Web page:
Professional Empathy: Walls, Barriers & No Tresspassing Signs

Wall: a continuous structure that encloses or divides an area; generally permanent.
Barrier: a fence or other obstacle that prevents movement or access; a circumstance or obstacle that keeps people or things apart or prevents communication or progress.
Trespass: to enter an owner’s property without permission; make unfair claims or take advantage of something; commit an offense against another person. Tresspassing: the act of intrusion on said property or personal space.
I have observed all of these in the workplace.  Just this week as I was meeting with a young woman who works for a client, we talked about how it feels to share your turf – whether work responsibilities or office space – with another person.  Things can be going along swimmingly, even harmoniously, when one person goes too far in the eyes of the other – taking over a project, using their dominant personality to get their way, acting as if they are your boss when they are not, etc.

In the workplace of today, teamwork is common, even mandatory, and generally accepted as best practice in a dynamic work environment.   That being said, the spirit of individualism is alive and well and can lead to moments of tension or awkwardness.  Striking the proper balance between teamwork and individual expression can be difficult.

You have probably experienced individualism push back against teamwork both ways – on the giving and receiving ends.  When someone steps into your work territory your hackles go up.  When you offer help to someone (or even more just do a coworker’s task without prior discussion) you are very surprised (even shocked) when they are not happy about it.

Why in the world would someone not want your input, ideas, creativity, and possibly even genius thoughts to be brought to the table?  There are several possible reasons.  They:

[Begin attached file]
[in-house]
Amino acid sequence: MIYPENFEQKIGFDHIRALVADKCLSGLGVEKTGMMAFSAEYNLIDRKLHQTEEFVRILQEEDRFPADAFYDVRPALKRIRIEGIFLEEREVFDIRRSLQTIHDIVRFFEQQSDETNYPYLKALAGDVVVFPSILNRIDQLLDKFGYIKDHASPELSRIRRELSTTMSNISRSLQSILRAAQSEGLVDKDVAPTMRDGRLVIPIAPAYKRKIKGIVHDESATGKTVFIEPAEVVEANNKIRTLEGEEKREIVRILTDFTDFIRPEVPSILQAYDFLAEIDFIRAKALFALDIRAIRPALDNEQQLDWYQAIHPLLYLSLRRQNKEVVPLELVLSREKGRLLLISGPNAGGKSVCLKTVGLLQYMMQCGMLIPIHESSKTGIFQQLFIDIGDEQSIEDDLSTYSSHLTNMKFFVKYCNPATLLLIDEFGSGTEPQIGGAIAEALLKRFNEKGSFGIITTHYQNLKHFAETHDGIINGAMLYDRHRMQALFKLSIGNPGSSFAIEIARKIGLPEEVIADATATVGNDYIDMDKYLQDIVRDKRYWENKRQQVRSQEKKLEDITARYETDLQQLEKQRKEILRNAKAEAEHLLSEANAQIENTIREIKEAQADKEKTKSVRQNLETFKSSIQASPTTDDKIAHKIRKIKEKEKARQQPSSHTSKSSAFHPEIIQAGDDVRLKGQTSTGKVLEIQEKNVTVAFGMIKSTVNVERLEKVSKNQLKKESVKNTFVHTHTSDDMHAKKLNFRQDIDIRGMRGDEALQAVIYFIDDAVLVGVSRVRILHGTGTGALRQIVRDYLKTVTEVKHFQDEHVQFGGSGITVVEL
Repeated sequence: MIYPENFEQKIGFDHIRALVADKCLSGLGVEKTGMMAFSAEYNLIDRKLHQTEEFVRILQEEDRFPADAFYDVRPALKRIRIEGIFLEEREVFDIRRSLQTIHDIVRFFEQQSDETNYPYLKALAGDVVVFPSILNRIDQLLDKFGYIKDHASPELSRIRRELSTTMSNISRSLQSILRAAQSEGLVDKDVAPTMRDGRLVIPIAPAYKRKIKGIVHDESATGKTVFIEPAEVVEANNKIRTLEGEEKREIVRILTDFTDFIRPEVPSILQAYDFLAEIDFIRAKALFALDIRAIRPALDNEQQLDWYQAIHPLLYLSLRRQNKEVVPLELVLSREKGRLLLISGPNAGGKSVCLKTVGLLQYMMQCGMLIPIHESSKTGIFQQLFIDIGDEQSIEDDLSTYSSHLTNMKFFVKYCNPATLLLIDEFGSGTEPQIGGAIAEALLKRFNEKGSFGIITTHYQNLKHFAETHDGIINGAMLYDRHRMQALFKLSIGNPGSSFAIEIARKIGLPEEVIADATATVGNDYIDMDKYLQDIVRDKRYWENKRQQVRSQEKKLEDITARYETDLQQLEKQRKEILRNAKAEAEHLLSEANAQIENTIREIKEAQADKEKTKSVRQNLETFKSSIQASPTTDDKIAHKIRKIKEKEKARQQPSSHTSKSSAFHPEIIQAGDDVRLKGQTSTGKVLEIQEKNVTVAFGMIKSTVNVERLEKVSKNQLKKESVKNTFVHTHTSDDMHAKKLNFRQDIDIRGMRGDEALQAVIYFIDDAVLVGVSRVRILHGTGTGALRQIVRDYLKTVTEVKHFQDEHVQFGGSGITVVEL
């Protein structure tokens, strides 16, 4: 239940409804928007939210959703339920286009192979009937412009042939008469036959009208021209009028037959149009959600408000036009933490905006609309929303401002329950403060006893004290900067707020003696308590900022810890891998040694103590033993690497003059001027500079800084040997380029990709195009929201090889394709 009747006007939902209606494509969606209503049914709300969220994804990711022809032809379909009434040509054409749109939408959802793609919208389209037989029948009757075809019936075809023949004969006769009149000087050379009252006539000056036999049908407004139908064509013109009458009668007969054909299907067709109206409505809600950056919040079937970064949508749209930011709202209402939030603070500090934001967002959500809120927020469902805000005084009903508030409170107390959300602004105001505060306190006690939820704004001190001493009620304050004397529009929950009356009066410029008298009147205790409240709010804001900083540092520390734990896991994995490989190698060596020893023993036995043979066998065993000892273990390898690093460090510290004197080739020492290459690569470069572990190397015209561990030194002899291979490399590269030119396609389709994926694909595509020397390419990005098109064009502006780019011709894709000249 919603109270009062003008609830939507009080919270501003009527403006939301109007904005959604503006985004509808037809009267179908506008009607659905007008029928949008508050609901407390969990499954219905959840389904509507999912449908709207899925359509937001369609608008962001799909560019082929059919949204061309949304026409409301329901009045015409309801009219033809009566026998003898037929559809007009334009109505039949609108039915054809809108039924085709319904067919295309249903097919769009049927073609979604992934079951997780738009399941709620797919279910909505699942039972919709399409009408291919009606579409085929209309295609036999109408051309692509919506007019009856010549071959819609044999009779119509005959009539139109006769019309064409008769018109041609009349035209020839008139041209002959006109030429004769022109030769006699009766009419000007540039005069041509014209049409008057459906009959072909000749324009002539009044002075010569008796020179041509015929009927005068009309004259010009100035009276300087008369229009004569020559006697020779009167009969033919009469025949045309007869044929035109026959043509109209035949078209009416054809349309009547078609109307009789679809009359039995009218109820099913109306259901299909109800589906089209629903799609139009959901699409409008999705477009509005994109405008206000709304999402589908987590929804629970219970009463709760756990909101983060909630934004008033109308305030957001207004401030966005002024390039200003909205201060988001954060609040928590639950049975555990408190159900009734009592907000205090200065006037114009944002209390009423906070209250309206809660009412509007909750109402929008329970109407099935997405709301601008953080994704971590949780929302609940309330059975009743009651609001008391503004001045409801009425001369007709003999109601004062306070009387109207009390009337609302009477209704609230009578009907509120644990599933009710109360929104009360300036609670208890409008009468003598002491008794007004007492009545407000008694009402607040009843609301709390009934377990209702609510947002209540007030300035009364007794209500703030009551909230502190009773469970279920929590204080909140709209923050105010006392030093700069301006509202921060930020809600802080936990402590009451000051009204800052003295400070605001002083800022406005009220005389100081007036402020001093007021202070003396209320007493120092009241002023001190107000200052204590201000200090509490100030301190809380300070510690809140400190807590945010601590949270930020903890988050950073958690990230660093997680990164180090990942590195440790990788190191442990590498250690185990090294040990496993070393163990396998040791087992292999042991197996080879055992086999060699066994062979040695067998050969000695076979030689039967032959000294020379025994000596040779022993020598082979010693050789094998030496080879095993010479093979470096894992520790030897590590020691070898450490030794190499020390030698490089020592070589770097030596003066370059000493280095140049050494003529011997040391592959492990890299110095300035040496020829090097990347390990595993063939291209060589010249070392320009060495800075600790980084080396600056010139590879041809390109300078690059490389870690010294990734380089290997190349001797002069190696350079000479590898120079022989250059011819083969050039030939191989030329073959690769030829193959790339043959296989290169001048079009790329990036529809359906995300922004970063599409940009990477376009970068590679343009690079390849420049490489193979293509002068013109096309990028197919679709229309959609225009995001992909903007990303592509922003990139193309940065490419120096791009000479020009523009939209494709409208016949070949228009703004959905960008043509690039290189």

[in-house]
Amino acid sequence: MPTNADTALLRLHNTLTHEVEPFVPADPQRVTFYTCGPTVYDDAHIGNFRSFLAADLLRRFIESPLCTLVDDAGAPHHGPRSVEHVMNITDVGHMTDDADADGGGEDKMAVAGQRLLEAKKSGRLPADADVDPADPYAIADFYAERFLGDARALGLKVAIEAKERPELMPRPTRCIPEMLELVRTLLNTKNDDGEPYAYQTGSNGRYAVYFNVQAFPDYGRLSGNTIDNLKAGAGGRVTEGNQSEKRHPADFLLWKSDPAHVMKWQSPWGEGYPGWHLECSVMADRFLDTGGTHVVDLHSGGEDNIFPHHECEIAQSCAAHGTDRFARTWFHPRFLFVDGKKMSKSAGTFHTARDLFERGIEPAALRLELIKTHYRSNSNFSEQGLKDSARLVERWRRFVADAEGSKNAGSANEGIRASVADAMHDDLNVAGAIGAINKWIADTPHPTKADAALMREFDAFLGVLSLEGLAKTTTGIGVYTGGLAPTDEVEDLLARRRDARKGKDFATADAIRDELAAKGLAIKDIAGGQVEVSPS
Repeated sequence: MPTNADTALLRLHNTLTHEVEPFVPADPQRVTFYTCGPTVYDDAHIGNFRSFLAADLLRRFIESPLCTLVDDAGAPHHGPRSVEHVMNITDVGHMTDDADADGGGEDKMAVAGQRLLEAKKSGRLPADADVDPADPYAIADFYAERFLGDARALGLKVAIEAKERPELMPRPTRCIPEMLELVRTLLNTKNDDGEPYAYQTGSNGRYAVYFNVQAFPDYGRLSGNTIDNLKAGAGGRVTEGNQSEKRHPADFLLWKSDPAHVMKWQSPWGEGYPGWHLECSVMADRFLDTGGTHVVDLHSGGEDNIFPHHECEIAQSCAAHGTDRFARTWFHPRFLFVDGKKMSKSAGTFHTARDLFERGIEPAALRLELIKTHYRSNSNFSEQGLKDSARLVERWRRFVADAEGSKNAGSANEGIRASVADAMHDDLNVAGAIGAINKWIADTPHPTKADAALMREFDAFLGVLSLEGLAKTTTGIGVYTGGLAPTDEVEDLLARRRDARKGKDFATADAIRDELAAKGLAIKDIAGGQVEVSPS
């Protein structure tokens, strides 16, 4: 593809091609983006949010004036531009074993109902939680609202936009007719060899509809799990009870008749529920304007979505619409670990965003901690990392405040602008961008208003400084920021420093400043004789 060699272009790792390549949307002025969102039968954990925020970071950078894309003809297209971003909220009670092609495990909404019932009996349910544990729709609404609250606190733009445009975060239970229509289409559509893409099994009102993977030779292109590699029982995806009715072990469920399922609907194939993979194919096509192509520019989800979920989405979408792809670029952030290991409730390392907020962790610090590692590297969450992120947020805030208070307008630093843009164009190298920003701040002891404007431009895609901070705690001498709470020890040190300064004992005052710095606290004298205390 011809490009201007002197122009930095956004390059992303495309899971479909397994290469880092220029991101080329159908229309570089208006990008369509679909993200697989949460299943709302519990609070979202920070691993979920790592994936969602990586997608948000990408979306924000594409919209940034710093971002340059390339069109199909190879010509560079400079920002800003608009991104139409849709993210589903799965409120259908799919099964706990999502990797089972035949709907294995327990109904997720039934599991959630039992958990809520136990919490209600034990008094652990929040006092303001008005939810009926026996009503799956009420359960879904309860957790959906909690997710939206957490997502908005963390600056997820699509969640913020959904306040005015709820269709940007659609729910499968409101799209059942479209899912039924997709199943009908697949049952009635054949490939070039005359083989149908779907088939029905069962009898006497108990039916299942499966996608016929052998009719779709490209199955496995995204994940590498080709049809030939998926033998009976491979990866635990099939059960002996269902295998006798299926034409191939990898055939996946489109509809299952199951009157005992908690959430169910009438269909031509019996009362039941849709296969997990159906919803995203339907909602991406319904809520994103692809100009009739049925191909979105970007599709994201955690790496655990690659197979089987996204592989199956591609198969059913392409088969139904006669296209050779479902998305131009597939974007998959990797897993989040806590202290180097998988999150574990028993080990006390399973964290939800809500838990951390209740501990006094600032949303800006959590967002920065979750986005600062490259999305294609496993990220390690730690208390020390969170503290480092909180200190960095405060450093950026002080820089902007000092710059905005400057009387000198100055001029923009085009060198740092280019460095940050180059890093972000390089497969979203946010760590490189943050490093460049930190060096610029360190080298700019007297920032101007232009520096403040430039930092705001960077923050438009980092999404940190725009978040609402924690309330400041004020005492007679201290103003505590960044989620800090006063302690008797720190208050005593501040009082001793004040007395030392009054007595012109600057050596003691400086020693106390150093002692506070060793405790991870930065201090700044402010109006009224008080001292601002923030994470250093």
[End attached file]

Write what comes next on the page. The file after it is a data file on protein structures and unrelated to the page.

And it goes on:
1. Have their own ideas about the task or project.
  2. Don’t want to appear incompetent or as if they need help.  They are concerned about perceptions of their boss or peers.
  3. Are a little bit insecure.
  4. Know their role, have been doing it for a while and are comfortable with the established boundaries.

These same points can be used to measure your reaction as well.  Maybe you are able to see the big picture better than others.  You may understand and appreciate the advantages of hearing, seeing, and experiencing others’ ideas.  Even if this is so, it can still feel strange and awkward when you sense a trespasser.  If this is something you can identify with, use that to help generate or hone a sense of professional empathy.  If someone bristles at your help, then think about why you would bristle at someone else’s help and proceed with caution.

Beware!  When you are helping someone in your organization and you are entering someone else’s territory without permission (or even with permission – vocally or by omission) you may not get the appreciation you think you deserve and you may leave behind a bad taste.

Yes, walls need to be broken down sometimes.  Yes, problems need to be solved creatively. And, yes, collaboration is a good thing.  But tread softly the first time.  Be sensitive to others being hurt or offended.

Ensure that you are working toward a common goal and not just pushing your agenda. I will leave you with these suggested steps in the collaborative process:

  1. Assess the situation.  Be aware of the personalities involved, especially those who have more competitive personalities.
  2. Secure permission to be involved.
  3. Be flexible while being a part of the process and solution.
  4. Allow time for discussion, feedback, and debriefing.

 

Brenda Haughney   –  President

 

“There are no constraints on the human mind, no walls around the human spirit, no barriers to our progress except those we ourselves erect.” – Ronald Reagan

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